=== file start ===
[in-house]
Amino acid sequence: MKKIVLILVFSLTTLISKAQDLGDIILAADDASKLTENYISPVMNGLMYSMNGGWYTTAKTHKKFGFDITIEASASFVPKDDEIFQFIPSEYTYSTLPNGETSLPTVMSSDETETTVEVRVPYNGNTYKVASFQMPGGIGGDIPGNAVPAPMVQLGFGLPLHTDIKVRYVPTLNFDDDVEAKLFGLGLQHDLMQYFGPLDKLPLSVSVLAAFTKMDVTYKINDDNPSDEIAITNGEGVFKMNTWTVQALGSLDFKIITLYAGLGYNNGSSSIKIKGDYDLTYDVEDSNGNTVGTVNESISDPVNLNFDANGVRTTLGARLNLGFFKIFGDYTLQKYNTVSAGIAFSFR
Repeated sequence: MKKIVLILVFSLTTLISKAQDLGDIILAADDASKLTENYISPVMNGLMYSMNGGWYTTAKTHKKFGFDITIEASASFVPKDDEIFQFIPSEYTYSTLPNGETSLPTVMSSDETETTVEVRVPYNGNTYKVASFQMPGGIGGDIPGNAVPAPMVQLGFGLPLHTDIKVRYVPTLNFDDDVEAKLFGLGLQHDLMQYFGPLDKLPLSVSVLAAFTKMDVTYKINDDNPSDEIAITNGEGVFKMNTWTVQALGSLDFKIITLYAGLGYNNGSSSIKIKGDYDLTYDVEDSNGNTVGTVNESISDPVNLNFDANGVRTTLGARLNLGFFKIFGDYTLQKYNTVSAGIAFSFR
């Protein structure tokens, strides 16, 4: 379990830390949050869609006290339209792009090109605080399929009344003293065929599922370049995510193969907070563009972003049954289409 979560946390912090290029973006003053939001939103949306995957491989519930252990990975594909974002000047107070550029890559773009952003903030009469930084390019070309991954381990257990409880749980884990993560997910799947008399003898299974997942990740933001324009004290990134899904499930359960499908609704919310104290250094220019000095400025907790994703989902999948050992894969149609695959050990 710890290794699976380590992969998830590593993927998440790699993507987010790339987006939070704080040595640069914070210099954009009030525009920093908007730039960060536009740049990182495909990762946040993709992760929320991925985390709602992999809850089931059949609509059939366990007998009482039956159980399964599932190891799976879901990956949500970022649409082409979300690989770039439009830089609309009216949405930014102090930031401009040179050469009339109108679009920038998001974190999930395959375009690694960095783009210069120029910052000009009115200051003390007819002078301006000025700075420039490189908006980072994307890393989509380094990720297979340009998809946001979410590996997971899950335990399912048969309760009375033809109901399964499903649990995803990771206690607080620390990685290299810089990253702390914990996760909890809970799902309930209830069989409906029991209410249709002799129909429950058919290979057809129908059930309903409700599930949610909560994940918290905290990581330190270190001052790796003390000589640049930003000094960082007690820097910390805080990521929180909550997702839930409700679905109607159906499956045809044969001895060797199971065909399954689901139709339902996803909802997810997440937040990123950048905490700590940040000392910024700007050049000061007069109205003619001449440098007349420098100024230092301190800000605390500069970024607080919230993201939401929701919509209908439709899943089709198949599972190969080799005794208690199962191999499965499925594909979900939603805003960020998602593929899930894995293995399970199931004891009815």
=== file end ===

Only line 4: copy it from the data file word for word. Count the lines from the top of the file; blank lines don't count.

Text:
């Protein structure tokens, strides 16, 4: 379990830390949050869609006290339209792009090109605080399929009344003293065929599922370049995510193969907070563009972003049954289409 979560946390912090290029973006003053939001939103949306995957491989519930252990990975594909974002000047107070550029890559773009952003903030009469930084390019070309991954381990257990409880749980884990993560997910799947008399003898299974997942990740933001324009004290990134899904499930359960499908609704919310104290250094220019000095400025907790994703989902999948050992894969149609695959050990 710890290794699976380590992969998830590593993927998440790699993507987010790339987006939070704080040595640069914070210099954009009030525009920093908007730039960060536009740049990182495909990762946040993709992760929320991925985390709602992999809850089931059949609509059939366990007998009482039956159980399964599932190891799976879901990956949500970022649409082409979300690989770039439009830089609309009216949405930014102090930031401009040179050469009339109108679009920038998001974190999930395959375009690694960095783009210069120029910052000009009115200051003390007819002078301006000025700075420039490189908006980072994307890393989509380094990720297979340009998809946001979410590996997971899950335990399912048969309760009375033809109901399964499903649990995803990771206690607080620390990685290299810089990253702390914990996760909890809970799902309930209830069989409906029991209410249709002799129909429950058919290979057809129908059930309903409700599930949610909560994940918290905290990581330190270190001052790796003390000589640049930003000094960082007690820097910390805080990521929180909550997702839930409700679905109607159906499956045809044969001895060797199971065909399954689901139709339902996803909802997810997440937040990123950048905490700590940040000392910024700007050049000061007069109205003619001449440098007349420098100024230092301190800000605390500069970024607080919230993201939401929701919509209908439709899943089709198949599972190969080799005794208690199962191999499965499925594909979900939603805003960020998602593929899930894995293995399970199931004891009815």